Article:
defendant's constitutional rights violated during the arrest? Much

of

today's "crime wave" consists of victimless crimes--crimes against
the state, or "political crimes", so if you feel that a verdict of
guilty would give the government too much power, or help keep a bad
law alive, just remember that you can refuse to apply any law that
violates your conscience.
>
> Prosecutors often "multiply charges" so the jury will assume the
defendant "must be guilty of something". But one of the great
mistakes a jury can make is to betray both truth and conscience by
compromising. If you believe the defendant is not guilty of

anything,

then vote "not guilty" on all counts.
>
> You can't be punished for voting according to your conscience.
Judges (and other jurors) often pressure hold-out jurors into
abandoning their true feelings and voting with the majority "...to
avoid the expense of a hung jury and mistrial". But you don't have

to

give in. Why? Because...
>
> Hung juries are "OKAY". If voting your conscience should lead to

a

hung jury, not to worry, you're doing the responsible thing. There

is

no requirement that you must reach a verdict. And the jury you hang
may be significant as one of a series of hung juries sending

messages

to the legislature that the law you're working with has problems,

and

it's time for a change. If you want to reach consensus, however,

one

possible way is to remind your fellow jurors that...
>
> Jurors have the power to reduce charges against the defendant,
provided that "lesser included offenses" exist in law (ask the

judge

to list and explain them, and the range of potential punishments

that

go with each). Finding guilt at a lower level than charged can be
appropriate in cases where the defendant has indeed victimized
someone, but not so seriously as the original charges would

indicate.

And, if it will be up to the judge to decide the sentence, it's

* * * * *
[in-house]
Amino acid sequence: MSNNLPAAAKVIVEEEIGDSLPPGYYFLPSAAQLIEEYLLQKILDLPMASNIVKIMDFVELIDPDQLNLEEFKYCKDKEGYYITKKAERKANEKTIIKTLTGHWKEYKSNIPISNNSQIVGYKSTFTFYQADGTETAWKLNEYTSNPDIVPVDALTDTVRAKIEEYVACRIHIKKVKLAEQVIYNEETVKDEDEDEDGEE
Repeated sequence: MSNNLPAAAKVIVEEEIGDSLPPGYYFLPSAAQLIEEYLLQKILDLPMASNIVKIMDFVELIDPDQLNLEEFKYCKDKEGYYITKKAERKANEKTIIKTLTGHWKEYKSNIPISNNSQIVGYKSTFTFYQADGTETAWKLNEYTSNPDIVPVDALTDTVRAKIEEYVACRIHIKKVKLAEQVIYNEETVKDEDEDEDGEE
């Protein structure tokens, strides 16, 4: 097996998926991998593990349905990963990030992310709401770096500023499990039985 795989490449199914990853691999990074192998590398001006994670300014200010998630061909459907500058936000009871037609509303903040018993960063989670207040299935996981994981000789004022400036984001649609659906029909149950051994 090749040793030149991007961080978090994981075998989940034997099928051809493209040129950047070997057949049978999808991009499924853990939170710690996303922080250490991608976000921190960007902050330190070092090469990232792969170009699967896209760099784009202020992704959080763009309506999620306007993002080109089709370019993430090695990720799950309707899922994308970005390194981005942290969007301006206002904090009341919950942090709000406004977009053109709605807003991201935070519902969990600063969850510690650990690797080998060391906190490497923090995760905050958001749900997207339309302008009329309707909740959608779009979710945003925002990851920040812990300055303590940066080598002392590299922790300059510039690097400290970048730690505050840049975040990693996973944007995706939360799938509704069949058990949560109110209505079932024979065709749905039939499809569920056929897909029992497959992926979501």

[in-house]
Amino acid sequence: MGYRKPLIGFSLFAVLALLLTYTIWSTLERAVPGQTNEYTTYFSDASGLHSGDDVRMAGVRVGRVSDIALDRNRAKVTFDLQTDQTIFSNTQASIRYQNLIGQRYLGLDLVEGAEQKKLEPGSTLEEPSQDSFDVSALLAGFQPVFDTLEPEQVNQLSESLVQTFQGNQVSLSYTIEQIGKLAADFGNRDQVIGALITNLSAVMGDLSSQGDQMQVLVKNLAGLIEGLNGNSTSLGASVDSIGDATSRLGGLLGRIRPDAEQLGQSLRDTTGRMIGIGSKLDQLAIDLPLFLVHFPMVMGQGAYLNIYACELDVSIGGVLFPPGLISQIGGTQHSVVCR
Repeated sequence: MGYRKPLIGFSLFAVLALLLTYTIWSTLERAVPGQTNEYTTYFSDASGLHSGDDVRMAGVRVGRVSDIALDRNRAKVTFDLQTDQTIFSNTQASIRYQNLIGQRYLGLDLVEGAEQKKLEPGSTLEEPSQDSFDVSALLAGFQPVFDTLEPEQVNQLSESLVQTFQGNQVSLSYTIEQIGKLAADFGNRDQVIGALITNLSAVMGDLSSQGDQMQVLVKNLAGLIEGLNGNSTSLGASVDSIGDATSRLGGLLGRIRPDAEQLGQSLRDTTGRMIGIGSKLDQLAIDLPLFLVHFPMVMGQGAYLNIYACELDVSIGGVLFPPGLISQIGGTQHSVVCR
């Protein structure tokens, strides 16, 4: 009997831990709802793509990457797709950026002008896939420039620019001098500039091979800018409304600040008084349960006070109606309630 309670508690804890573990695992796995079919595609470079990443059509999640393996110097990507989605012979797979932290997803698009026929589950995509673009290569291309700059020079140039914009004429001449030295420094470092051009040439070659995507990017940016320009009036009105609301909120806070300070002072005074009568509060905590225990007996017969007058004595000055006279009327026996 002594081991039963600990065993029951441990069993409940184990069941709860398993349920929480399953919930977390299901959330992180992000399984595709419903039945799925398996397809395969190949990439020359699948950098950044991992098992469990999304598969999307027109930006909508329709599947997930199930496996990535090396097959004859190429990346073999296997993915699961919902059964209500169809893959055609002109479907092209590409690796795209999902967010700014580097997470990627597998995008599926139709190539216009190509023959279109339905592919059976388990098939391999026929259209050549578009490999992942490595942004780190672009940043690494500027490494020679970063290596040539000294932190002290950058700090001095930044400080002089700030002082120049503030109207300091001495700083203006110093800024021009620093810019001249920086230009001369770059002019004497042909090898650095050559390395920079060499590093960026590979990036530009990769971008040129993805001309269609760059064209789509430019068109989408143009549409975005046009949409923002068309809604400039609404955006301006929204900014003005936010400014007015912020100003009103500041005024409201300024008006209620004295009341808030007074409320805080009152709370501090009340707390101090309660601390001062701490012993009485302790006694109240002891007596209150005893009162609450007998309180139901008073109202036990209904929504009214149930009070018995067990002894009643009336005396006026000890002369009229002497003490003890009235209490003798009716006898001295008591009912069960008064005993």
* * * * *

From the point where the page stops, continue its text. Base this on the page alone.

within the power of the jury to find the defendant guilty of a
reduced charge which will, at most, entail the amount of punishment
it thinks is appropriate.
>
> The Jury Power Page hopes the above information helps you to find

a

verdict that you believe is conscientious and just, a verdict which
you can therefore be proud to discuss with friends, family, legal
professionals, the community or the media, should any of them want

to

Dear Marcy and Dr. Mike;
   
  You must appear in person and unfortunately hardship as such means severe financial hardship and then usually it requires a judge to okay the extreme financial hardship dismissal. The Jury Commissioner is limited in what they can do for pre-trial dismissal.
   
  Being a self-employed small business owner is NOT considered to be a financial hardship.
   
  However, if placed on the jury panel and during questioning you raise the financial hardship it may influence the trial lawyers to use one of their limited jury panel excusals.
   
  Ron Getty
  SF Libertarian
   
  "Amarcy D. Berry" <amarcyb@...> wrote:
  Michael,

Unfortunately, I keep getting increasingly threatening missives from
the court, until I respond. So I doubt that there is a way to excuse
yourself by phone, e-mail, letter, etc. I have tried to respond by
claiming the extreme financial hardship clause, but the court seems
to ignore that. I do not respond well to threats of force, so the
best I can do is just show up, if required, and then state my speech.

Marcy

Marcy,

Although your strategy is better than being kidnapped by the court

for days, it still involves missing part of your work to go to the
court.

Any suggestions for getting off by phone or mail? Have you heard of

anyone subpoenaed who simply failed to respond to a notice?

Best, Michael

From: Amarcy D. Berry
To: lpsf-discuss@yahoogroups.com
Sent: Monday, May 22, 2006 11:22 PM
Subject: [lpsf-discuss] Re: Called To Jury Service - Some Important

Facts For You

If you are self employed, like me, and do not get paid if you do

not

work, first thing you say, is, as I do, "Your honor, I just thought
you would like to know I am a Libertarian." Works every time.

BTW,

I also tell the Court that more self employed people would gladly
serve if the system would get its act together.

Marcy

--- In lpsf-discuss@yahoogroups.com, Ron Getty <tradergroupe@>
wrote:
>
> Dear Everyone;
>
> Some pertinent facts from the FIJA - Fully Informed Jury
Association. There is a very bright side to being on jury duty -
first don't let them know you are a Libertarian and are aware of

jury

nullification - then enjoy the fireworks with peoples justice

instead

of government justice. Power to the people and the jury.
>
> Home page: http://www.fija.org/
>
> The home page has a sidebar which includes a pdf on jury
nullification including court quotes on using it.
>
> Ron Getty
> SF Libertarian
> If You Are Called For Jury Service Don't worry! Be happy! Look
at jury service as an opportunity to "do good" for yourself and
others. It's your chance to help the justice system deliver

justice,

which is absolutely essential to a free society.
>
> Also, you can do more "political good" as a juror than in
practically any other way as a citizen: your vote on the verdict is